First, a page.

Lego Worlds review: revolution or failure?

A few days ago it is possible to start your adventure in the world of Lego Worlds on PlayStation 4, Xbox One and PC. What's new? Let's find out together

Lego Worlds had struck us right away, since it was made available in early access on personal computers in the summer of 2015. The latest effort by Warner Bros, based on a brand apparently immortal in both the ideas and the fun it can offer to adults and children, he had tons of arrows in his bow and threatened to challenge the sandbox colossus par excellence: Minecraft. Two years have passed, and just a few days ago it is possible to start your own adventure in the world of Lego Worlds, this time definitively, come on PlayStation 4, Xbox One e PC. Were the promises kept? What's new? Let's find out together.

Lego Worlds: the first Lego House sandbox

At least theoretically, Lego Worlds immediately showed a winning idea: the games of the historic brand have always proved capable of offering dozens of hours of fun, set in the more or less known universes of various film and comic series. Fun enough to justify even a recent re-edition of Lego Harry Potter, the most "dated" of the family.

But in recent years innovative attempts have not been missed, starting from Lego City Undercover on the now lamented Nintendo Wii U and passing through Lego Jurassic World, Lego Avengers and Lego Batman 3: Beyond Gotham. Of course, we were going to innovate on certain basic elements that never changed: the strong irony of the narrative direction, an extremely linear plot, a dozen or so levels linked together by main hubs that in the latest productions were getting bigger and bigger and detailed (thanks to the greater power available to PlayStation 4 and Xbox One).

What could be added to this format to make it more interesting and even attract what people who have always seen in Danish bricks nothing more than a product for children, underestimating its enormous potential? It could be added l’elemento open world, first and foremost, and Lego Worlds has it. But it still wasn't enough. In fact, Lego games have always presented themselves with that atmosphere of "I'll take it all and I'll break it all", but the real soul of constructions (that is, building) has always remained in the background, appearing in a few and limited situations. Lego Worlds is the first title in the ad series instead be focused primarily on building.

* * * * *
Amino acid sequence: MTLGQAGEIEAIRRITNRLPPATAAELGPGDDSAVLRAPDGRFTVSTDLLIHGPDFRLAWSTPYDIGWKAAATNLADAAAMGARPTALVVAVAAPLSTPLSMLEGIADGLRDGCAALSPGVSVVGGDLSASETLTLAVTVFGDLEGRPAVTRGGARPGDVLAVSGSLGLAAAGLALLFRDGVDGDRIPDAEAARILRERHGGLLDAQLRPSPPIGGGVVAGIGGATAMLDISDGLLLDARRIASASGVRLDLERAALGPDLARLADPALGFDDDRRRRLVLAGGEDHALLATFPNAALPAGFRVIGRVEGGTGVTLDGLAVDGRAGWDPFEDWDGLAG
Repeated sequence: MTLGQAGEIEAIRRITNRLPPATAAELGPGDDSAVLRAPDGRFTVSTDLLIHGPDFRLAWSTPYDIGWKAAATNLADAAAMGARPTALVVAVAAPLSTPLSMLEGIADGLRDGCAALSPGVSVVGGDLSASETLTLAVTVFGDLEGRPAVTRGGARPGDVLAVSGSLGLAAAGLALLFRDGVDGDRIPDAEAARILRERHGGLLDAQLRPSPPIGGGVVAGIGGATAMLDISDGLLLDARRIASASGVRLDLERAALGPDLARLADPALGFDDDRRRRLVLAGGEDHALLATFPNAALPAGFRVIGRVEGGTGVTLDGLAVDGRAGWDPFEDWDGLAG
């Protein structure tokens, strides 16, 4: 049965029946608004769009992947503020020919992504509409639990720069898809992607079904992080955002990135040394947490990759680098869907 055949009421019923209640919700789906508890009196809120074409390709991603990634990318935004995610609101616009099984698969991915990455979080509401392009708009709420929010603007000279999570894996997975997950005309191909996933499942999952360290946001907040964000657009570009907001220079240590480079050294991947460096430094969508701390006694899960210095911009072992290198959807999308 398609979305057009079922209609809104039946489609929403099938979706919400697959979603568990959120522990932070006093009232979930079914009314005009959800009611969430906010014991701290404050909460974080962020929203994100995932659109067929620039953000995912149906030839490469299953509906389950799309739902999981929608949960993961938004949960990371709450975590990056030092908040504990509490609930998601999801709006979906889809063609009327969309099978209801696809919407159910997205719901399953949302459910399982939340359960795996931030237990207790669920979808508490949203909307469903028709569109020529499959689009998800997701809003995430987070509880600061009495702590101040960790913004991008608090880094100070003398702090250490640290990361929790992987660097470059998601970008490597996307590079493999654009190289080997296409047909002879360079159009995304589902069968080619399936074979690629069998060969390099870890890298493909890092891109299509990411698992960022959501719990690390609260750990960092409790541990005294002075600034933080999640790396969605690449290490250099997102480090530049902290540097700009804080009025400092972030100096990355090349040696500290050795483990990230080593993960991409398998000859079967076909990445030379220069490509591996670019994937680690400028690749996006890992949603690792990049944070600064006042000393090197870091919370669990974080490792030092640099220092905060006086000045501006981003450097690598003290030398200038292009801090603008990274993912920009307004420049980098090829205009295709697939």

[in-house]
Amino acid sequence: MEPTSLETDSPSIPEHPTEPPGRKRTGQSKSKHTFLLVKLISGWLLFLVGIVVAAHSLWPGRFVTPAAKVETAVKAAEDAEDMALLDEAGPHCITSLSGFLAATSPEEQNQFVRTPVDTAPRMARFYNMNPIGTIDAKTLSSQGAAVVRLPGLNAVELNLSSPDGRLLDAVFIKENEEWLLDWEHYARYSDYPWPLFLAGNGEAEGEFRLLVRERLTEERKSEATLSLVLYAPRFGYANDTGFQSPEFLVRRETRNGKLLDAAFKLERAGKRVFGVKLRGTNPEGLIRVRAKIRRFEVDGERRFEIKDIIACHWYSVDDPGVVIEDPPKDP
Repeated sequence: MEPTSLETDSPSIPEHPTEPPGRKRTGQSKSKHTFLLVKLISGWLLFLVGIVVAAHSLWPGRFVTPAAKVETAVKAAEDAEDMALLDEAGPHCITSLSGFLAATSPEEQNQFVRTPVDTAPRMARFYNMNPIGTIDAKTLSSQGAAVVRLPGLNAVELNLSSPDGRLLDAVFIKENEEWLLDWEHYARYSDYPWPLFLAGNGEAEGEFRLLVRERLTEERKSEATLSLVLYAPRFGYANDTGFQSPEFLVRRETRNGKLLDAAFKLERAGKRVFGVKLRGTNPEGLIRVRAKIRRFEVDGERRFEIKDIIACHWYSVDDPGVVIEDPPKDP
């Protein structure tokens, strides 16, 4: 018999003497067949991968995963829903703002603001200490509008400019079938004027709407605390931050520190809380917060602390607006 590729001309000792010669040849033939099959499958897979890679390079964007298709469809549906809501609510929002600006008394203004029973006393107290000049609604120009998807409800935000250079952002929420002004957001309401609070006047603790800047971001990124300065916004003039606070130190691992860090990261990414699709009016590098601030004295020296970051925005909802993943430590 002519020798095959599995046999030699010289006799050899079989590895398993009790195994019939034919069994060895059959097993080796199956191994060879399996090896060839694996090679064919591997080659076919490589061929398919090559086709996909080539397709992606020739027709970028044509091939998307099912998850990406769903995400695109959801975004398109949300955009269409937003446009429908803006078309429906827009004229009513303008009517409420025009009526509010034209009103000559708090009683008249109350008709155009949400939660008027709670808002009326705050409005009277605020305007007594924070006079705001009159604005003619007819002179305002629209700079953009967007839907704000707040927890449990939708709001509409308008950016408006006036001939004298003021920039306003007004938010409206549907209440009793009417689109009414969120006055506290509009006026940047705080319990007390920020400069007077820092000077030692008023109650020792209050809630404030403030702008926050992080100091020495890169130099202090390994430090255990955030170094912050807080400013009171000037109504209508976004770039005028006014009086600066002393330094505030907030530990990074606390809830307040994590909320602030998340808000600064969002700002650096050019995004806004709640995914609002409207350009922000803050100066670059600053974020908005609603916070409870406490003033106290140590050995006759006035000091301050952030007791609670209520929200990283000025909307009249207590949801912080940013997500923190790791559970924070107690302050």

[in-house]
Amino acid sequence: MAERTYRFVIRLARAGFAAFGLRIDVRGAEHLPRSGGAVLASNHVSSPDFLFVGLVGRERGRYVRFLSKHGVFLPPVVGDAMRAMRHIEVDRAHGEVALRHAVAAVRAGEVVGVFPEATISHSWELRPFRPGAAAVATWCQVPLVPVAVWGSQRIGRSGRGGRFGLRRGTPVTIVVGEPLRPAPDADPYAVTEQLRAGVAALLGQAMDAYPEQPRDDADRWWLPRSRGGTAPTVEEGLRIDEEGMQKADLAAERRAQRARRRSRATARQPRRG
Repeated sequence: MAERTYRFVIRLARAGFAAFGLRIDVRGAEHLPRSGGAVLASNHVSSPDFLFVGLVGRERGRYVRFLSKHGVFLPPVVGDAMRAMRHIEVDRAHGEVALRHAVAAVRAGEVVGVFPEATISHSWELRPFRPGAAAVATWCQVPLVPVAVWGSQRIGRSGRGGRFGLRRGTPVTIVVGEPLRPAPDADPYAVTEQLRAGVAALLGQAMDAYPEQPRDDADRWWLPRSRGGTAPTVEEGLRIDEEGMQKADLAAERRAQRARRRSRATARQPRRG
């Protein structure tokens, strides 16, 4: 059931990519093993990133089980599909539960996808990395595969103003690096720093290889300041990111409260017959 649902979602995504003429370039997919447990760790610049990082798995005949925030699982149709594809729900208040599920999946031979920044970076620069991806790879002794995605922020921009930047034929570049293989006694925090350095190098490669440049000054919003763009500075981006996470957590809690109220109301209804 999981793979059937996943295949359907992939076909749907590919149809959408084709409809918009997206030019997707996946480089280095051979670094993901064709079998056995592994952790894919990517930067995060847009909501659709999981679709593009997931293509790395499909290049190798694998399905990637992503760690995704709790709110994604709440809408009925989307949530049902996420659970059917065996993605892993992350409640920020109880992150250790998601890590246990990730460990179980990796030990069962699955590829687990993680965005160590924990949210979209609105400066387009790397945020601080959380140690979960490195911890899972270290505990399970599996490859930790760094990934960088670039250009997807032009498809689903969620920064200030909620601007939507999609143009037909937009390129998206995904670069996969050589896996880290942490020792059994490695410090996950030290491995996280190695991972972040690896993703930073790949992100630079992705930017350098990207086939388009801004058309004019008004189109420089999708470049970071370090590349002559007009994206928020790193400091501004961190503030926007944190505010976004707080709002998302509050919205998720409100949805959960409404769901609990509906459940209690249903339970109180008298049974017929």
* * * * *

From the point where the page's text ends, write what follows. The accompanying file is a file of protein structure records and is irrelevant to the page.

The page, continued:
It is a full-fledged sandobox, clearly inspired by the now world-famous mechanics and experiences offered by Minecraft in all sauces and on all consoles. But, unlike the Mohjang title (later passed to Microsoft) which had to invent characters, situations and a whole world behind it, Lego Worlds already has all this, because it can draw on hundreds of different universes, which have inspired in the last 30 years the various Lego Sets appreciated by children (and adults) from all over the world. We will analyze later this extreme variety of production, which has convinced us in every aspect, especially in the less credible and therefore more fun ones.

Lego Worlds review: revolution or failure?

In the two years of its early access, Lego Worlds managed to entertain by leveraging "only" two elements: the variety of game worlds and the extreme customization of each mechanic present. Basically, we entered randomly generated worlds, which could therefore be of all kinds, and we began not only to destroy, but above all to build, at will. And in every detail: from the rock at the end of the road to the trees, to the same “clods” that form the surface of the ground, and so on until the courses of the rivers, the height and location of the mountains and all the rest are moved. Lego Worlds means precisely this: the worlds of lego. Worlds that can be completely modeled by the player, without any limits.

All the news of the console version

Or at least, there was no limit in the early access version. In the complete edition of the game, which you can also find on sale on the Xbox Store and PSN Store at 29.90 euros, the limits are there. To begin with, it is no longer possible to enter as you please in any world you want and whatever size it is. Now you have to pay a kind of game currency, the well-known Golden Bricks, to free access to increasingly larger worlds. In the absence of them, the character will remain confined to his ship in the first (small) universe available. A big bad deal for those who already played Lego Worlds on PC and had paid out the initial sum, which is now limited overnight to most of the modes and mechanics that he had learned to appreciate in two years of play.